Parts of Bangladesh and eastern India are reeling in the aftermath of Cyclone Amphan, the most powerful storm to hit the region in more than a decade.
More than 3 million people left their homes before the cyclone arrived, and thousands are unable to return after the storm caused widespread flooding and destruction.
Aid groups in both India and Bangladesh are rushing to assist those hit by the cyclone. At the same time, many areas are trying to maintain Covid-19 prevention methods, including social distancing, while aiding the thousands who have been displaced by Amphan.
A spokesperson for the United Nations Office for the Coordination of Humanitarian Affairs (OCHA) said that Amphan has impacted at least 10 million people in Bangladesh, a country of 161 million. The death toll there is at least 25, and rescue efforts are ongoing.
Millions were also affected in the eastern Indian state of West Bengal, where the death toll is nearing 100. Amphan caused extensive flooding in Kolkata, the state capital of 14 million, as well as in surrounding areas.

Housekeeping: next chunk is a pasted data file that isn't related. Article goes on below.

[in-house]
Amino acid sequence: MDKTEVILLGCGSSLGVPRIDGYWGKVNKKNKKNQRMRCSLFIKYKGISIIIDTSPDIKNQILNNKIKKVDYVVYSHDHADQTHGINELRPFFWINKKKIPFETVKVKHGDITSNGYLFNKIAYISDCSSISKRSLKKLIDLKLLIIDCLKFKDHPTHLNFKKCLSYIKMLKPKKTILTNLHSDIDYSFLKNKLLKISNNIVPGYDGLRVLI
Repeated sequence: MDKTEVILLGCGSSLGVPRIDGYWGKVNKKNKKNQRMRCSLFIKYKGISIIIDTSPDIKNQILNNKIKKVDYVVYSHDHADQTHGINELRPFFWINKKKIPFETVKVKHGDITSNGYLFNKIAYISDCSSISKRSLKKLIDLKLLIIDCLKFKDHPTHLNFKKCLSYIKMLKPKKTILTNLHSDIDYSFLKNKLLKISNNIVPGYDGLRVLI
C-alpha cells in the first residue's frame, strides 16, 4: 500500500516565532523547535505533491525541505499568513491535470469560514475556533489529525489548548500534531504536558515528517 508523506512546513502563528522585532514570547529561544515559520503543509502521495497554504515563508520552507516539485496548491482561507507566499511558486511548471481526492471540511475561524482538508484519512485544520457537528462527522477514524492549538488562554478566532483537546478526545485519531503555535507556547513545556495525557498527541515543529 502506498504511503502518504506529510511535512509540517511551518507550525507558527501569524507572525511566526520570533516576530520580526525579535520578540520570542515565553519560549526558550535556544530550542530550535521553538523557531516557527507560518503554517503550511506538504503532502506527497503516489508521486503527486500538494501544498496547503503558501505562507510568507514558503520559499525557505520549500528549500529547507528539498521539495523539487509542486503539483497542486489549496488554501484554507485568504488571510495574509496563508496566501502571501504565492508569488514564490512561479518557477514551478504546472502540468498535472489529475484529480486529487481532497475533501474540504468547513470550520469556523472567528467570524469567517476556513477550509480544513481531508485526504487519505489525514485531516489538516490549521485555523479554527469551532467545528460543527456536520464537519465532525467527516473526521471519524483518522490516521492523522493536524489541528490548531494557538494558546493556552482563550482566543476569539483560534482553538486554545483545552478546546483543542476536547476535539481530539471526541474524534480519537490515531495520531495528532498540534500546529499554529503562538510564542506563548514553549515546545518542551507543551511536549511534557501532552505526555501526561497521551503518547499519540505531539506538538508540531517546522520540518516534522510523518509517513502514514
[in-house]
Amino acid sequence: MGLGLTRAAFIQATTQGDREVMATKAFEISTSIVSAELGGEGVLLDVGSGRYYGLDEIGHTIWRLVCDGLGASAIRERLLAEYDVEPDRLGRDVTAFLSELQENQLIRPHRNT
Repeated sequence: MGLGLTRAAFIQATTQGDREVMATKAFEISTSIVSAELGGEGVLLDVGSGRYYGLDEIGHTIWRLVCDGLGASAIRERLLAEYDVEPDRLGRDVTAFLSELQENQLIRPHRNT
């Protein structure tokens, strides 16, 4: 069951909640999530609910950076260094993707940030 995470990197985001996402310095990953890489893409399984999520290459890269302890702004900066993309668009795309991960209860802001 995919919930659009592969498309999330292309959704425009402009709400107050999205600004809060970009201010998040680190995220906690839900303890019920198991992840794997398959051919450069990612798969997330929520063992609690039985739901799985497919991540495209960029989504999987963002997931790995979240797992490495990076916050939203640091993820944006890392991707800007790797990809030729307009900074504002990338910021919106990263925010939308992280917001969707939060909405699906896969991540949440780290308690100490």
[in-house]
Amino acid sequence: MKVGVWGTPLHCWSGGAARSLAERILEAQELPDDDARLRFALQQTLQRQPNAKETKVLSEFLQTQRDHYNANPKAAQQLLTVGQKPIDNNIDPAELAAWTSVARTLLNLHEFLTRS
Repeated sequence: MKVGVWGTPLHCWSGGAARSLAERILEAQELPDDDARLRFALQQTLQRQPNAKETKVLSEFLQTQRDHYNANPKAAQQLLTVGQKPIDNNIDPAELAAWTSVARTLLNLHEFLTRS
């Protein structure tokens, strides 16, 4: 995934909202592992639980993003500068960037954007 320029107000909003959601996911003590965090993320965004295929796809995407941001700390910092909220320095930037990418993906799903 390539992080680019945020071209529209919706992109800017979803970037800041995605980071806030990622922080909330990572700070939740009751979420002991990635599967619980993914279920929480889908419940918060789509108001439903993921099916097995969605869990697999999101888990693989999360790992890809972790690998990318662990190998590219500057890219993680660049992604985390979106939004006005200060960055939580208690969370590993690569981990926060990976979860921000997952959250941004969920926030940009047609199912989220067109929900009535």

Up to half a million people in total in the two countries might have lost their homes, OCHA spokesperson Jens Laerke said in a statement. Damage to infrastructure is also widespread, with roads deluged, power lines uprooted, and other systems disrupted by the storm. Crops were also hard hit.
The most recent updates indicate that West Bengal sustained damages totaling 1 trillion rupees ($13 billion). Estimated losses in Bangladesh have reached 11 billion taka ($130 million), a number the government says is likely to rise in coming days.
UN Secretary-General António Guterres praised the governments and residents of Bangladesh and India for their relief efforts leading up to and following the storm. He added that the UN is ready to assist.
In India, soldiers have been deployed for rescue and relief efforts. Indian President Narendra Modi also pledged 10 billion rupees ($132 million) in emergency aid for West Bengal state.
Kayla Ritter is a recent graduate of Michigan State University, where she studied International Relations and Teaching English to Speakers of Other Languages. She is currently based in Manton, Michigan. Kayla enjoys running, writing, and traveling. Contact Kayla Ritter